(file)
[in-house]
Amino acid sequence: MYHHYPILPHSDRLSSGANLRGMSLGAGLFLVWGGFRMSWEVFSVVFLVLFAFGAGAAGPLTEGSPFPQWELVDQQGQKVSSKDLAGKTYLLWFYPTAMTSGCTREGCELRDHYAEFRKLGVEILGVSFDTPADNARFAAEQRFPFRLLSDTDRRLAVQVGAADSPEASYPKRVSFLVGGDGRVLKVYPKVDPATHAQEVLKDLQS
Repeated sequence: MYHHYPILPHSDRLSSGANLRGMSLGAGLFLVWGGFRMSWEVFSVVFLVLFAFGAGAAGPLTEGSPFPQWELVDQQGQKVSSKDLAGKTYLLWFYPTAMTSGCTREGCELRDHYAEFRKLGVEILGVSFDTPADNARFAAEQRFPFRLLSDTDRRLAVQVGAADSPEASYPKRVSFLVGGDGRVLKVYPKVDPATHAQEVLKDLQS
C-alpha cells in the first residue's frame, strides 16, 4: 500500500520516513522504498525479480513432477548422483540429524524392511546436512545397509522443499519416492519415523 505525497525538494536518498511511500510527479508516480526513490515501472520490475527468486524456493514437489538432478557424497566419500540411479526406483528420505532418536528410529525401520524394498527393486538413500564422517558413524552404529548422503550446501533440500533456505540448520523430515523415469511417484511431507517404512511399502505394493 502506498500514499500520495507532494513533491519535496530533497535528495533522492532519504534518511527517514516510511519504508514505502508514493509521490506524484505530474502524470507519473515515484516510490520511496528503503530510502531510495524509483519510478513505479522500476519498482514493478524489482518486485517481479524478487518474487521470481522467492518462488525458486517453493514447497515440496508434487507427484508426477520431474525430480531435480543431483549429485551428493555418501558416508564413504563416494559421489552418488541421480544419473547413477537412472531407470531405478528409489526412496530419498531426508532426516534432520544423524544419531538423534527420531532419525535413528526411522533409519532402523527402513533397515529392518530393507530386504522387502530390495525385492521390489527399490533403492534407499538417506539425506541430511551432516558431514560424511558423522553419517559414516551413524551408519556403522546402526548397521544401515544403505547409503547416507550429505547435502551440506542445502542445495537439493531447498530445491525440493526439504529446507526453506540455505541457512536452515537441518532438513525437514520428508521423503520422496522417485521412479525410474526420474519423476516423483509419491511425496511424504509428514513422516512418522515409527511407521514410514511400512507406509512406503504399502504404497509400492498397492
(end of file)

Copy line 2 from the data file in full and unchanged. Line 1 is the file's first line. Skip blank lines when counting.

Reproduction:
Amino acid sequence: MYHHYPILPHSDRLSSGANLRGMSLGAGLFLVWGGFRMSWEVFSVVFLVLFAFGAGAAGPLTEGSPFPQWELVDQQGQKVSSKDLAGKTYLLWFYPTAMTSGCTREGCELRDHYAEFRKLGVEILGVSFDTPADNARFAAEQRFPFRLLSDTDRRLAVQVGAADSPEASYPKRVSFLVGGDGRVLKVYPKVDPATHAQEVLKDLQS